HideMyAss! VPN client login

No complexity or technical skills required. One of the more user-friendly apps we’ve tested.

5. Leak-Free Connection

VPN connections aren’t always as secure as they appear to be.

The little green icon on your app looks good to go. But your ISP (and everyone else) can actually see where you’re sitting.

We ran HMA! through a series of DNS and WebRTC leak tests to specifically look for this problem, and they came out clean in each one.

WebRTC leak test:

hidemyass leak test

DNS leak test:

hidemyass free of leaks

Unfortunately, they did slightly let us down in the VirusTotal.com test.

But let’s save that for the Cons below.

Cons of HideMyAss

HMA! delivers most of the features you’d be looking for. No issues or glaring holes there.

Speed is pretty good. Tons of servers. Available for most devices.

But it’s what’s under the hood that scares us a little bit. Read on to find out.

1. Potential Suspicious File in their Install files

A VPN protects you from the prying eyes of aggressive governments, ISPs, or hackers.

But who, exactly, protects you from the VPN themselves?

That’s the key question we’re trying to help you with in this review.

For starters, we take the installation files from every single VPN provider and run them through VirusTotal.com to double-check that they’re not inadvertently infecting your machine.

Case in point:

HMA!’s files game back with a suspicious warning.

hidemyass virustotal potential warning

This could be a false positive. However, you might want to test your own install files to make sure they’re clean before downloading to your device.

It’s concerning to say the least.

But unfortunately, it’s also just the beginning of a few warning signs.

2. HideMyAss! Collects Some Log Files

Here’s where HMA! lets us (and you) down.

Their logging policy confirms that they hang onto the following data:

  • Username
  • Connect and disconnect timestamps
  • Amount of data transmitted (upload and download)
  • IP address used to connect to the VPN
  • IP address of the VPN server used

Already, that’s not good. You don’t necessarily want your VPN to keep track of your own IP address. Because that still gives them a direct link between online activities and your location (and potentially your identity).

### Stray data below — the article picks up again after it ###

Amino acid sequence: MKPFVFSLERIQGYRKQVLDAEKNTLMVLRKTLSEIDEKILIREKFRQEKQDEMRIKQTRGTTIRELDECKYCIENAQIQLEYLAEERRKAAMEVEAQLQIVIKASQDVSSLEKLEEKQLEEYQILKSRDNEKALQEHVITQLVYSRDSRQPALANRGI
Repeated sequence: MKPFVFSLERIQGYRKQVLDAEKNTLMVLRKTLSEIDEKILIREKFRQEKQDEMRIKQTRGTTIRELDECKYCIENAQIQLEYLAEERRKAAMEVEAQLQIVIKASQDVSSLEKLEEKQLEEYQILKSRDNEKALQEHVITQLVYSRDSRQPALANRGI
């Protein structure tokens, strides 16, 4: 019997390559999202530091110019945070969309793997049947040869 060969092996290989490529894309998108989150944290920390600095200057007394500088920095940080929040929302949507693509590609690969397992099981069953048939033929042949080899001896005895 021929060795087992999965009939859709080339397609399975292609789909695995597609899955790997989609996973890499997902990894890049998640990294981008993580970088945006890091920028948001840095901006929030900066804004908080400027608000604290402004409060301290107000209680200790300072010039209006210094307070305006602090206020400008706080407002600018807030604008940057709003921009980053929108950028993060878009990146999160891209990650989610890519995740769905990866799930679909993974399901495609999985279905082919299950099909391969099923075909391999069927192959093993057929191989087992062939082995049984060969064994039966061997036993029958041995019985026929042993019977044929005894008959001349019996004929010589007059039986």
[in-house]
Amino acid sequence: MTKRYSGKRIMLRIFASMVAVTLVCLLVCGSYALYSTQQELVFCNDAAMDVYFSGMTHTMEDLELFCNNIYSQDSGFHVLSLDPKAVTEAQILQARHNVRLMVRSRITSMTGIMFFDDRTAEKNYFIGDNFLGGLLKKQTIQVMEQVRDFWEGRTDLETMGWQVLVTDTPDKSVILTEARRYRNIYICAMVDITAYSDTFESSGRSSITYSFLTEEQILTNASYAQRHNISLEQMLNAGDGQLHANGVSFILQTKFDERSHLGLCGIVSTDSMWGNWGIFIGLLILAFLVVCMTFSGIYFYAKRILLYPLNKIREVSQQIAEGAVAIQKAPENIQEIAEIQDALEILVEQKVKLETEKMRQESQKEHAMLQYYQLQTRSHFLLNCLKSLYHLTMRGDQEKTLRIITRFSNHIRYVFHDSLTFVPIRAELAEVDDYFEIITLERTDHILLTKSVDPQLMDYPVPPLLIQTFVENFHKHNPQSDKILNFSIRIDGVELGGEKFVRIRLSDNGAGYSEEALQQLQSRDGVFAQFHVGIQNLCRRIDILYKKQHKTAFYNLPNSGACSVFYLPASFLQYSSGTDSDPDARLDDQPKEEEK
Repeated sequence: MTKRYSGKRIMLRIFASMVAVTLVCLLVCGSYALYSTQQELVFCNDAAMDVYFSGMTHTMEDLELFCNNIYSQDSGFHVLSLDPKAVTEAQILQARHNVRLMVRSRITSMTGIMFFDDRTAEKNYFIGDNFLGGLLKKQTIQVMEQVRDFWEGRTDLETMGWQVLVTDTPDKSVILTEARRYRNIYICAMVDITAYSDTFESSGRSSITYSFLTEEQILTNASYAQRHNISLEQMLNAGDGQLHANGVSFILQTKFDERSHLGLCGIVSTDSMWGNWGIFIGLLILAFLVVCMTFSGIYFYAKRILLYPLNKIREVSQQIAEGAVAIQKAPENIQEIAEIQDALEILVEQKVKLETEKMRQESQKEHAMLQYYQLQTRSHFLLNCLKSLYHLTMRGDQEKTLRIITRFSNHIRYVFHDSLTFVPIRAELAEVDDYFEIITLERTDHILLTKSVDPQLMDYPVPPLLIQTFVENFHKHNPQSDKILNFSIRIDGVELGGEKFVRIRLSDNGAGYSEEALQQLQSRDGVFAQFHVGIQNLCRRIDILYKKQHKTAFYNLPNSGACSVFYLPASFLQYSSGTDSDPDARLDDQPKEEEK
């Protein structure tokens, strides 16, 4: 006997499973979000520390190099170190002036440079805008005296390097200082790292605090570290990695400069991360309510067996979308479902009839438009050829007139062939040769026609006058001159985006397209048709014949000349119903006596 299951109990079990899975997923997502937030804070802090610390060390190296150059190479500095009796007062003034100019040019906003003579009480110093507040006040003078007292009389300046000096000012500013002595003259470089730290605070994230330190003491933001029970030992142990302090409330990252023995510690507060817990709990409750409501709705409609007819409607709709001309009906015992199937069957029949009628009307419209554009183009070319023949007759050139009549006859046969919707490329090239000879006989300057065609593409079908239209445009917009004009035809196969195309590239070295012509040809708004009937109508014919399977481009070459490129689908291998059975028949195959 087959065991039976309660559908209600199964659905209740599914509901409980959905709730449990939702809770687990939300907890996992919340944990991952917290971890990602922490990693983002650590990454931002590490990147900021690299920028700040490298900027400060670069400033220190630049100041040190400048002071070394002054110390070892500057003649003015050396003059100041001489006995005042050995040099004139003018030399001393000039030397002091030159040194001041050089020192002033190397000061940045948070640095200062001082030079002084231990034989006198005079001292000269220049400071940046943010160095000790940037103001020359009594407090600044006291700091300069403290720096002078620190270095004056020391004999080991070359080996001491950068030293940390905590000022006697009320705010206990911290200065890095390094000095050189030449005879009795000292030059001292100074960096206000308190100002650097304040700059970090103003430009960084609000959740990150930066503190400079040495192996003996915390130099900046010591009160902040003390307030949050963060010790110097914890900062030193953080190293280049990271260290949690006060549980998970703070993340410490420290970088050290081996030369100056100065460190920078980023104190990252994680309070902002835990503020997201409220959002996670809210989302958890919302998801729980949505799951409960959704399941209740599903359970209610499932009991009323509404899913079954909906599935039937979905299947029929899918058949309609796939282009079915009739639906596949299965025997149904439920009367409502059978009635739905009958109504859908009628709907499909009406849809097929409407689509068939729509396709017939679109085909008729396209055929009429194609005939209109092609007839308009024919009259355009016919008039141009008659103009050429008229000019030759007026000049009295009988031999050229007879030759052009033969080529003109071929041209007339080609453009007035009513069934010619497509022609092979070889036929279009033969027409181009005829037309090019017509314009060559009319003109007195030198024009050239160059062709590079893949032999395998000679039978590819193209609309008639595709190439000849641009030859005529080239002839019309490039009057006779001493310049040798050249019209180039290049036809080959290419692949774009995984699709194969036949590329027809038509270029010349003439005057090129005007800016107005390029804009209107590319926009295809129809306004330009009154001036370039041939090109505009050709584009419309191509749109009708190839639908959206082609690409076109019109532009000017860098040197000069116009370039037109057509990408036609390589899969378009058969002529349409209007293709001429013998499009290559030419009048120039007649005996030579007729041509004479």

But that’s not all they track. They also collect the following:

  • monitor the use of the network for technical purposes and to manage and improve the service;
  • prevent and detect fraud against the service (e.g. credit card fraud);
  • prevent and detect abuse of the network, such as spamming, file sharing or other illicit activity.

Sound harmless?

It does on the surface.

However, when you take a few historical events into consideration, you can see where the warning spots start popping up.

“Recursion” was the online name used by Cody Kretsinger, a hacker involved in the Sony Pictures hack of 2011.

“Was” is the key word there. Because Cody’s now sitting in jail. For a very long time.

HMA! handed his information over to the FBI, which was instrumental in Kretsinger’s conviction.

HMA! did their best to justify their actions, but they haven’t managed to live down their reputation.

Of course, we don’t condone using VPNs for illegal activity. But the fact that the VPN provider had information on Kretsinger’s activities and handed it over to law enforcement is worrying for many people.

Especially when you take into account their jurisdiction.

3. Inside Five Eyes Security Alliance

HMA! is owned by Privax Limited, a UK-based organization.

First off, the UK is among the most aggressive when it comes to spying on their own citizens. But as a card-carrying member of the Five Eyes security alliance, it means they also have the help of other aggressive governments like the U.S.

That’s not good.

You already saw why in the last point. When courts come calling, HMA! will hand over your data instantly. They also have a connection to your personal data.

Other HMA! users have been complaining about having their accounts suspended for violating Digital Millennium Copyright Act (DMCA) statutes.

So guess what’s happening?

HMA! is definitely logging your activity. They’re willingly sharing it with UK courts. And then those courts are turning around and sharing it with government agencies across the world.

Avoiding any illegal activity while using HMA! is a good start. But it’s also not the point.

Using a VPN isn’t about concealing illegal acts. It’s about keeping your private information private.

And the evidence all says that HMA! fails miserably here.

In this case, the VPN tasked to protect you is also the first one to turn you in.

4. Spotty Netflix Streaming and Torrenting Discouraged

HideMyAss! was a very popular choice for streaming Netflix a few years ago.

Unfortunately, that’s not the same case today.

We were only able to get one server in Amsterdam to successfully stream content.